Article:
The majority of all fire-related deaths occurring in Australia are the result from a residential home fire, with the majority of deceased resting or sleeping at the time of the incident. Without working smoke alarms, residents are four times more likely to die as a result of a residential home fire than a residence with well serviced alarm units.
Residential Smoke Alarms
It is a legal requirement in Australia to have a working smoke alarm installed within owner occupied homes, rental properties, relocatable homes, caravans & campervans or any other type of building where people reside. In New South Wales, residents must install at least one active smoke alarm on each level of their residential building.
Most people are aware that a smoke alarm is an independent device that senses smoke and produces an audible and / or visual alarm to alert people to the presence of a fire. However, many people are not aware of the different alarm types and the options to power them.
Ionisation & Photoelectric Smoke Alarms
The two major types of smoke alarms used in dwellings are ‘photoelectric’ and ‘ionisation’.
Photoelectric alarms use a reflective chamber and light source to visually detect the presence of smoke as it enters the unit.
- They perform well in detecting both a small smouldering fire and dense smoke
- They are less likely to respond to regular cooking smoke
- They contain no radioactive material
- Generally slightly more costly than ionisation alarms
- Dust and insects may trigger a flase alarm
- Keeping them clean is essential
Ionisation Alarms have a small amount of radioactive material between two electrically charged plates. This ionises the air between the plates, causing the electric current to flow between the plates. As smoke enters the chambers, it reduces the ability for the current to pass. This current drop is detected and causes the unit to go into alarm.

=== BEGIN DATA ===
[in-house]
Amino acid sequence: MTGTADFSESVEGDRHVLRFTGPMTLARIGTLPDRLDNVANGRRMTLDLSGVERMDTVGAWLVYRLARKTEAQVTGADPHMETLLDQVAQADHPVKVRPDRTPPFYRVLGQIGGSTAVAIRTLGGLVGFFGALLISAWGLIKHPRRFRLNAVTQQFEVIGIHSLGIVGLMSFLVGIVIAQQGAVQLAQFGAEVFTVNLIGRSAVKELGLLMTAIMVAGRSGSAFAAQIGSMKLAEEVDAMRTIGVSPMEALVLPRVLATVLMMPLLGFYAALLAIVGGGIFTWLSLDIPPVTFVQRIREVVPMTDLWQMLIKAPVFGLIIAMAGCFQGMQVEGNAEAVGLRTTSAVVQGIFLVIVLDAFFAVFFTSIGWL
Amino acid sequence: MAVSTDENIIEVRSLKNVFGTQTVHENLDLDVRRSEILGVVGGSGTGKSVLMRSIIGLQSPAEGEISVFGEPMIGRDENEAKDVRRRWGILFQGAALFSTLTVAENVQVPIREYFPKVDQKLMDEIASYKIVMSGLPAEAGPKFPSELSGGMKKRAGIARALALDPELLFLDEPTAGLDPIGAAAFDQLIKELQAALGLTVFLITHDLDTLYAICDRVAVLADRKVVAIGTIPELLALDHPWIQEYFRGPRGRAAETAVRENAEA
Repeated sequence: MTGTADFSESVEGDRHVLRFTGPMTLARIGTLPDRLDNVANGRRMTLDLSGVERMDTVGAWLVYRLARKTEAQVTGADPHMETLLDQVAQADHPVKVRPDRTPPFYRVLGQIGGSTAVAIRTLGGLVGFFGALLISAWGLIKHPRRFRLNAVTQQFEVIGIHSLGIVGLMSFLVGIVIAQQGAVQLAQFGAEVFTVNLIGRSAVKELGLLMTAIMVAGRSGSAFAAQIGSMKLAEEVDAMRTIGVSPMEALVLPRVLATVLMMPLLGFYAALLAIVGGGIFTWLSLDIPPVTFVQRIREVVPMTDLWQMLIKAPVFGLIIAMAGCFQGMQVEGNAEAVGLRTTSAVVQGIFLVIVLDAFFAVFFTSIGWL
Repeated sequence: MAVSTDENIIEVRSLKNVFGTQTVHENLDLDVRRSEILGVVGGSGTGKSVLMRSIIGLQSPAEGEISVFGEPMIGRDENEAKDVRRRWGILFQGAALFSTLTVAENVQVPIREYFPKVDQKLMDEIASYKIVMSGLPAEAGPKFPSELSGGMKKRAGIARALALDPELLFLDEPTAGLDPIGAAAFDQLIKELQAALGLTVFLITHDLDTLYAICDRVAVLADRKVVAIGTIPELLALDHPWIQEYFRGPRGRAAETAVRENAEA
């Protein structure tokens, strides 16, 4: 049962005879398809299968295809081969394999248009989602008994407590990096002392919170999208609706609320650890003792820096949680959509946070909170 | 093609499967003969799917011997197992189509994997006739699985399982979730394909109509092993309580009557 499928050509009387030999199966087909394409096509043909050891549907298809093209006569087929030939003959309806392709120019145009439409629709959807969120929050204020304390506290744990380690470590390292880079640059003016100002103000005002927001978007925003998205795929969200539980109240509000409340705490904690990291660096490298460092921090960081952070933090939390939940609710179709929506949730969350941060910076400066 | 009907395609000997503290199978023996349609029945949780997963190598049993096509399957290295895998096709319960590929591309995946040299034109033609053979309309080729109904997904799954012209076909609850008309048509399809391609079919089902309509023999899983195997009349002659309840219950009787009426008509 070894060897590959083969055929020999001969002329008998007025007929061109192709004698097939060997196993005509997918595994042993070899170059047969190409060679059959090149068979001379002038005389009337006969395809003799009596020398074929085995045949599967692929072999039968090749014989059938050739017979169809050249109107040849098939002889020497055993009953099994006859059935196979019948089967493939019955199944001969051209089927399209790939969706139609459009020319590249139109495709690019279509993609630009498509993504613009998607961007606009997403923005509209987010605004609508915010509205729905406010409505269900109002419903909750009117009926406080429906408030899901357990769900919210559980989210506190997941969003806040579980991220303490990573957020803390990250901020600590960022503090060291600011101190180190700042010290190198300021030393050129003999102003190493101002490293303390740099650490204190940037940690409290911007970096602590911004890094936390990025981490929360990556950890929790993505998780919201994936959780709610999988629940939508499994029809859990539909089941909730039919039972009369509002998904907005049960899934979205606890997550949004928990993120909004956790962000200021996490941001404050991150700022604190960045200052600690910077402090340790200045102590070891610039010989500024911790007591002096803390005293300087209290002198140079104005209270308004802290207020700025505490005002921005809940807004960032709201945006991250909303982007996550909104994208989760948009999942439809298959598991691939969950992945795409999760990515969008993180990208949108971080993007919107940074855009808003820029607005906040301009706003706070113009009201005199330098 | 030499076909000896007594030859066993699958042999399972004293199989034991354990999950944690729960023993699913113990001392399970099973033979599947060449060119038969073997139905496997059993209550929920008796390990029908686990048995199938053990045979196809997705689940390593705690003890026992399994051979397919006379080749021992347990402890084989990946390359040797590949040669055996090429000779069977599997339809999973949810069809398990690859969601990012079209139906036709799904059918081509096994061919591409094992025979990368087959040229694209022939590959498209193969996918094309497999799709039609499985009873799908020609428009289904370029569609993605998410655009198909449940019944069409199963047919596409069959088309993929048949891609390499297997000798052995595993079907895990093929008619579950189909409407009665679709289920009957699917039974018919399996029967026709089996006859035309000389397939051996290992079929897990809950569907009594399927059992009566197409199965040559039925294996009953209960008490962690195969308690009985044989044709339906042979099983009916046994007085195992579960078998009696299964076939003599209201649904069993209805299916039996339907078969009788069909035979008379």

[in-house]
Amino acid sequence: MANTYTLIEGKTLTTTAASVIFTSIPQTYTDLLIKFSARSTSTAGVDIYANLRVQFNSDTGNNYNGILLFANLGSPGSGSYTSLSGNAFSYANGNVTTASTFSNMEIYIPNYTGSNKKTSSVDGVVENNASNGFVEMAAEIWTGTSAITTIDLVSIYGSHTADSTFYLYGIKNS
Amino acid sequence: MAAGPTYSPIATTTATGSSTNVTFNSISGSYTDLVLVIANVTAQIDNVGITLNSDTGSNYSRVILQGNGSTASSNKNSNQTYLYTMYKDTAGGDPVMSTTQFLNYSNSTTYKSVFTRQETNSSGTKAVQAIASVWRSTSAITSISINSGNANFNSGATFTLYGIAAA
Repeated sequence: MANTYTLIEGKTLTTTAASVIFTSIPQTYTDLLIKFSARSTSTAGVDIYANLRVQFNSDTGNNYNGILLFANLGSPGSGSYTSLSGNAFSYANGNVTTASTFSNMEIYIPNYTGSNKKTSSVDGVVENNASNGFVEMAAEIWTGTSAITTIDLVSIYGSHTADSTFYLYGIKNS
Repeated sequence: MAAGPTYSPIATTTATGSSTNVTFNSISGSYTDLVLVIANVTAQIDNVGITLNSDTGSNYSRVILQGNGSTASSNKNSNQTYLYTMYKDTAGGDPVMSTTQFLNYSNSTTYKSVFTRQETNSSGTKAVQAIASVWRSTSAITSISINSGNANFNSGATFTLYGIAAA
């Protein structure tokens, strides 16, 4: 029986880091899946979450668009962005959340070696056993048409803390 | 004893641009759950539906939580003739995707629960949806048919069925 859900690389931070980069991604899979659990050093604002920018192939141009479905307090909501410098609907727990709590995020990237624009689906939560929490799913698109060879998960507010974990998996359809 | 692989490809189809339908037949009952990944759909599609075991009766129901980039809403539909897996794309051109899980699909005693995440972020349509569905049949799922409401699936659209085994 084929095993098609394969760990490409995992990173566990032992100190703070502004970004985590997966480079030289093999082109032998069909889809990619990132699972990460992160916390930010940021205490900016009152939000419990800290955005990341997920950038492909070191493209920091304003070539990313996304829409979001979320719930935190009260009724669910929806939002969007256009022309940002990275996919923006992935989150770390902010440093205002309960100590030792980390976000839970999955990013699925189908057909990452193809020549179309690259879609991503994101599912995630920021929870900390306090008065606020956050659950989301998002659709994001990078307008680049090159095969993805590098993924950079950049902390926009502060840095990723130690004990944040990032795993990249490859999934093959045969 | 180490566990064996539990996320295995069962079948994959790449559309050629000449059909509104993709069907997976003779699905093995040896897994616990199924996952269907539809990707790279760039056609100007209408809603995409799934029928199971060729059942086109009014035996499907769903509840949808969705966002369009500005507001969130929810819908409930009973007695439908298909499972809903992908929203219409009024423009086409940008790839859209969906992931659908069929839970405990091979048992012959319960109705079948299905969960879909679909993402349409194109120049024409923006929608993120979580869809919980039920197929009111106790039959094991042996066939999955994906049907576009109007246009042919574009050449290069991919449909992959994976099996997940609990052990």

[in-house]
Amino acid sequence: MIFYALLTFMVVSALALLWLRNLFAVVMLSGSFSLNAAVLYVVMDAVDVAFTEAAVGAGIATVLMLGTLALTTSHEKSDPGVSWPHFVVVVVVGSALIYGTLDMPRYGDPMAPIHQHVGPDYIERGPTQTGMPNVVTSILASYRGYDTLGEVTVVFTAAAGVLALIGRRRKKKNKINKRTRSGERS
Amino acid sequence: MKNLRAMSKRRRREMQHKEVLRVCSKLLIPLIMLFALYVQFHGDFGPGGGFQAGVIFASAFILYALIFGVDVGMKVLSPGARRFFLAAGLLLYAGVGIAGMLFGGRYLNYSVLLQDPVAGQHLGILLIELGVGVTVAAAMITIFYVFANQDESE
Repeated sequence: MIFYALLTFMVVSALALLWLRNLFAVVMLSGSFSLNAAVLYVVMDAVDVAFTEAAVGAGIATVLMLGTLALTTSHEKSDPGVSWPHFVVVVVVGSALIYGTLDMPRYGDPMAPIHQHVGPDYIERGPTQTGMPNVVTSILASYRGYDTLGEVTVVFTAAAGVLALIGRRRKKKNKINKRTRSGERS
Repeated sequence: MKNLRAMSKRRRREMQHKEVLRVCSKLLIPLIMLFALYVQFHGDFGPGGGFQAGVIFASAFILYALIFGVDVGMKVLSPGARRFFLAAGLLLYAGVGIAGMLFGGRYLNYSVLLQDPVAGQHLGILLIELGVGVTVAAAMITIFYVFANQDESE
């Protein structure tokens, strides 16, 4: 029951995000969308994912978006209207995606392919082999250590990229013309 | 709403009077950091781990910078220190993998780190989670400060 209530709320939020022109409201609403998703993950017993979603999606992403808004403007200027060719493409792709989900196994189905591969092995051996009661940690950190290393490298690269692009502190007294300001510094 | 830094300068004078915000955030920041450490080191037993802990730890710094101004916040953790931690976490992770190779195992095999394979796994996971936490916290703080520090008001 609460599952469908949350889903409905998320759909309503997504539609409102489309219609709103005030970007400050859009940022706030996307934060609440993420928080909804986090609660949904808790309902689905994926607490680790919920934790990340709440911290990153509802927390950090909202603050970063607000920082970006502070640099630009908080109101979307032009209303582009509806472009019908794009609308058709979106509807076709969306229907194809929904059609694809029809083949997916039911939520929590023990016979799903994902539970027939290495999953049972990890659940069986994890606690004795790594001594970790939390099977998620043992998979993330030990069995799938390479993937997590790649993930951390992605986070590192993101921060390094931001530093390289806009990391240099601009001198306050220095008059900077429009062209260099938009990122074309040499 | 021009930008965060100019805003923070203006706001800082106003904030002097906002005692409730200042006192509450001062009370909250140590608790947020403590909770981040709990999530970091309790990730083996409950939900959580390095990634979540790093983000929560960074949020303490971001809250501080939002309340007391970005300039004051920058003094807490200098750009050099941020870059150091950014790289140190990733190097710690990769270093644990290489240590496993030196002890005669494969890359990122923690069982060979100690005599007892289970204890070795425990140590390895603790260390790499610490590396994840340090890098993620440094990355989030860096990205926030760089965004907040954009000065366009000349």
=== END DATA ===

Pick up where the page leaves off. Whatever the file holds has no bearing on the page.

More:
- Generally less costly than other types of smoke alarms
- Responsive to fast flaming fires with little visible smoke
- Less likely to generate false alarms caused by dust and steam
- Sensitive to smoke caused by regular cooking
- Less effective to detect slow smouldering fires
- Contain a very small amount of radioactive material
240v Hard Wired, Lithium & Standard Batteries
There are several ways to power your residential smoke alarms. They can be battery powered, hard wired into the homes 240v supply, or can be powered by a lithium ion battery that will last up to 10 years.
Interconnection of Alarms
Interconnected alarms are linked so that in the event of one alarm detecting smoke or heat, all interconnected alarms will go into alarm mode, sounding an effective warning throughout the entire property.
All the alarms in a building will become activated simultaneously and it minimises the very real risk that in the event of a fire, a heavy sleeper, shut behind a bedroom door will not be woken in time by an alarm.
So which is better?
Although there is an ongoing debate as to which type of smoke alarm provides more effective performance, many fire safety professionals and government organisations recommend photoelectric smoke alarms for detecting smouldering fires (ie. around sleeping areas and exits), and ionisation smoke alarms for flaming fires (ie. around kitchens.)
The Fire Protection Association of Australia recommends that all residential buildings should be equipped with photoelectric smoke alarms that respond effectively to slow smouldering fires, considered the highest fire safety risk in a household, with ionisation smoke alarms as a supplement to photoelectric smoke alarms.
Lithium battery and 240v alarms are considered the best options to power alarms, with any standard batteries needing to be changed every 12 months. Hard wired and interconnected smoke alarms are now required in any newly constructed dwellings.
Please click here for an article about unique interconnected smoke detection systems.
The Metropolitan Fire and Emergency Services Board. (2013). Retrieved November 11, from http://www.mfb.vic.gov.au/News/One-third-of-home-fires-occur-in-the-kitchen.html
Keller, J. (2015, Autumn Edition). Smoke Alarms – What You Need to Know. Fire Australia, pp.40